May, 2009

  • musc@> $daniele.work.ToString()

    Installing the OpsMgr 2007 R2 SCX Agent on Ubuntu

    • 0 Comments

    You know since the beta1 of Xplat I have been busy with modifying the Redhat management pack and monitor CentOS with OpsMgr. Now, CentOS is a distribution that is pretty similar to RedHat, so the RPM package just runs, and it is only a matter of hacking a modified MP.

    I never went really further in my experiments, mostly due to lack of time… but then yesterday I got a comment to this older post asking about Ubuntu. Of course I know about Ubuntu, and have been using Debian-based distributions for years. I actually even prefer them over RPM-based distributions such as RedHat or SuSE (personal preference). Heck, even this weblog is running on Debian!

    Anyway, I never really tried to see if one of the existing RPM packages for RedHat or SuSE could be modified to run on Ubuntu. I will eventually test this on Debian too, but for now I used Ubuntu which tends to have slightly newer packages and libraries, overall. The machine I tested on is a Ubuntu Server 8.04.2. Older/newer versions might slightly differ.

    BEWARE THAT ALL THAT FOLLOWS BELOW IS NOT SUPPORTED BY MICROSOFT. It is only described here for EXPERIMENTAL (==fun) purpose. DO NOT USE THIS IN A PRODUCTION ENVIRONMENT.

    So, you are warned. Now let’s hack it.

    The first thing to do is to copy the Redhat agent’s RPM package off your OpsMgr2007 R2 server in the “usual” path “C:Program FilesSystem Center Operations manager 2007AgentManagementUnixAgents”. Let’s grab the RHEL5 agent, which is called scx-1.0.4-248.rhel.5.x86.rpm in R2 RTM.

    First we need to CONVERT the RPM package to the DEB package format used by Ubuntu, by using the ALIEN package:

    sudo apt-get update
    sudo apt-get install alien
    sudo bash
    alien -k scx-1.0.4-248.rhel.5.x86.rpm --scripts
    dpkg -i scx_1.0.4-248_i386.deb

    image

    The converted package will install… but the script execution will fail in a few places – most notably in the generation of the certificate, as it is not able to locate the right openssl libraries, as shown in the screenshot above.

    If the libssl.so.6 file cannot be found, you might be missing the “libssl-dev” package, which you can install as follows:

    apt-get install libssl-dev

    But even if it is installed, you will find that the files are still missing. This is not really true: actually, the files are there, but on Ubuntu they have a different name than on RedHat, that’s all. You can therefore create hardlinks to the “right” files, so that they are aliased and get found afterwards:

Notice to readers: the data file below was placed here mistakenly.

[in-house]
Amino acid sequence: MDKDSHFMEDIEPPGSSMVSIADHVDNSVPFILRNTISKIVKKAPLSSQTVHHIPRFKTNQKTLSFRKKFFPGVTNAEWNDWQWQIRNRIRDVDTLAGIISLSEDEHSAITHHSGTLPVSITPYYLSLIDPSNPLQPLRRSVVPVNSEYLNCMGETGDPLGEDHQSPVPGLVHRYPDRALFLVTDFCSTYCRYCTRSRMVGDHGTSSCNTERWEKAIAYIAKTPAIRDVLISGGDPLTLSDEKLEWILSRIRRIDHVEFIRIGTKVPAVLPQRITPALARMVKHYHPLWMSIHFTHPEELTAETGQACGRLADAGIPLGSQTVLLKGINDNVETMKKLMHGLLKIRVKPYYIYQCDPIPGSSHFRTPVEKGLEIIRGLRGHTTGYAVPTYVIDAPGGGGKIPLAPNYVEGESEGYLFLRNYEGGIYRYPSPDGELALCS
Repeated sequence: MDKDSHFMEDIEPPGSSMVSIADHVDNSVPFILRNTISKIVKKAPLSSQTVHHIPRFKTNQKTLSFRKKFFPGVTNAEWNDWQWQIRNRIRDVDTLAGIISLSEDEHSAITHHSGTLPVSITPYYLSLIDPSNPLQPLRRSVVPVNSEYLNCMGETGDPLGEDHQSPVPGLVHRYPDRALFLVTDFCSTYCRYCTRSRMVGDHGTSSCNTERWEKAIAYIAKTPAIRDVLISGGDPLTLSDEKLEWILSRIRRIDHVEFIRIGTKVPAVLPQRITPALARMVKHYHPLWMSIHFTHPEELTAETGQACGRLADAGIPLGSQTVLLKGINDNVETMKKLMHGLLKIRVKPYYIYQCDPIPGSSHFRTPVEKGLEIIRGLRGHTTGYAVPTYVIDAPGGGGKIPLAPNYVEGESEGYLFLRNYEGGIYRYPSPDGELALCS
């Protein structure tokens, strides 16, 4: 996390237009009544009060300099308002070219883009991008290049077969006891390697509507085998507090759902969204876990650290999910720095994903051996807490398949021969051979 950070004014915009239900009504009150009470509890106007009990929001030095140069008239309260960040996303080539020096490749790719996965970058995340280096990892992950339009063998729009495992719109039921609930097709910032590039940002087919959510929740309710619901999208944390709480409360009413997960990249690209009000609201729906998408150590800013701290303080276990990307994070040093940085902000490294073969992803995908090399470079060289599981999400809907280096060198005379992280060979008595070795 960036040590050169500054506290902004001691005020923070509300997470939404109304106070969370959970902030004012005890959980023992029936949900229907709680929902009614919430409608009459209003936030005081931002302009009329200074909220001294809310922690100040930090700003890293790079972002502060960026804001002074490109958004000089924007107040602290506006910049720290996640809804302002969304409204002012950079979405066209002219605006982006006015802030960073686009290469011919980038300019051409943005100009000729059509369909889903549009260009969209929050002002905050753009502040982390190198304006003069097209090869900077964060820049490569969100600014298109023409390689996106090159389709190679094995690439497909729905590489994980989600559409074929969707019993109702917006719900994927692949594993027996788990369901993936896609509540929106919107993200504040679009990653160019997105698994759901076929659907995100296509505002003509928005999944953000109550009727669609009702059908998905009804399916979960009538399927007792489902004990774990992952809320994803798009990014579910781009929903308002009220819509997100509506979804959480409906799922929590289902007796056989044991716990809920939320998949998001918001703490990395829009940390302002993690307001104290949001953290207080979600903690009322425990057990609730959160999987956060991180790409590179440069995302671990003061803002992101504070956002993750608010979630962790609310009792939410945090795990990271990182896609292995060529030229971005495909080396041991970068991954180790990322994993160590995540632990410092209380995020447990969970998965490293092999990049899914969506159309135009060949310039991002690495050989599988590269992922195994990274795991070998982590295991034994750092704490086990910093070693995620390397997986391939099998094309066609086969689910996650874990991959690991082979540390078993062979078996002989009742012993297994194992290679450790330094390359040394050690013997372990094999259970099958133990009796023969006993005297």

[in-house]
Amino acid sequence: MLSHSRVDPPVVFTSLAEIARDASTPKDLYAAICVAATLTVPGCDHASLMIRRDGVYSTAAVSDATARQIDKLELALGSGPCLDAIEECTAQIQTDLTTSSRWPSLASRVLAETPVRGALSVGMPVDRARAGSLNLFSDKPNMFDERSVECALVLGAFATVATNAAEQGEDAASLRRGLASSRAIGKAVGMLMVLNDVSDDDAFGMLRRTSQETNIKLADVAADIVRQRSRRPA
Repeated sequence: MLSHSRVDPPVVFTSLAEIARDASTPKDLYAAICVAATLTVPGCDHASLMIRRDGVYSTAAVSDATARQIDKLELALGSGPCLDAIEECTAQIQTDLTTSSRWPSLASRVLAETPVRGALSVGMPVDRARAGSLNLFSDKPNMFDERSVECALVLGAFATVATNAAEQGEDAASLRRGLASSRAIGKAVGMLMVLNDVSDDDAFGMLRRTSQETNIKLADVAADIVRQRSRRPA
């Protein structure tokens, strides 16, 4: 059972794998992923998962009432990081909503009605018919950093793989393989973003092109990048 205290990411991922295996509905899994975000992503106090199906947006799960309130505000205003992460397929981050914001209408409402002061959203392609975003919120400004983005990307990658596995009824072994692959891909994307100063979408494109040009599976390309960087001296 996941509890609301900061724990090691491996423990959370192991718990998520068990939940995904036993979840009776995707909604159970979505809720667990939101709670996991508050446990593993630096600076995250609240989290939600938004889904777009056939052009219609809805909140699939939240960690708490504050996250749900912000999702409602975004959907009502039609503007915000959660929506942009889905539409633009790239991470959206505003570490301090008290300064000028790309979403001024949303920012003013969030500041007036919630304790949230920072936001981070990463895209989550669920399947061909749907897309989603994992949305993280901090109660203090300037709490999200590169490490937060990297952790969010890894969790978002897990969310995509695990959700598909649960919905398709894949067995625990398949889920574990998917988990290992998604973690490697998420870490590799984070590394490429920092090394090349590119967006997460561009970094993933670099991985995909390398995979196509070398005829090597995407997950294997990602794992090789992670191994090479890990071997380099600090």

cd /usr/lib
    ln -s libcrypto.so.0.9.8 libcrypto.so.6
    ln -s libssl.so.0.9.8 libssl.so.6

    So now when installing the package, the certificate generation will work:

    image

    You are nearly ready to go. You have to start the service by using the init scripts – the “service” command is RedHat-specific, that will still fail.

    /etc/init.d/scx-cimd start is the “standard” way of starting daemons from init on Unix.

    But it still fails, as it seems that the init script provided in the RedHat package is really searching for a file called “functions” which is present on RedHat and on CentOS, which provides re-usable functions for startup scripts to include:

    image

    How do you fix this? I just copied the /etc/init.d/functions file from a CentOS box to my Ubuntu box.

    I copied it via SCP from the CentOS box I have:

    cd /etc/init.d

    scp root@centos.huis.dom:/etc/init.d/functions .

    You can probably also find and fetch the file from the Internet (both CentOS and RedHat should have accessible repositories with all the files in their distributions, since it is open sourced).

    After you have the file in place, the init script will be able to include it, will find the functions it needs, and the daemon/service will now start (even if with minor errors I have not investigated for now, but that don’t seem to be causing troubles):

    image

    and here you can see it is finally running:

    image

    So let’s try to issue a few queries as shown in a previous posts:

    image

    IT WORKS!!!

    But… there is a “but”: not all classes actually return instances and values just yet. Most notably the “SCX_OperatingSystem” class does not seem to return anything right awy. That is a very important class, because is the one we would use to first discover the Operating System object in the Management Packs. So we need to fix it. The reason why the class does not return anything, is that the SCX provider is looking into the /etc/redhat-release file to return what OS version/distribution the machine is running. And the file is obviously not there on Ubuntu.

    On all Linuxes there is a similar file, called /etc/issue... which again, we can copy with the other name and trick the provider into working:

    cd /etc

    cp issue redhat-release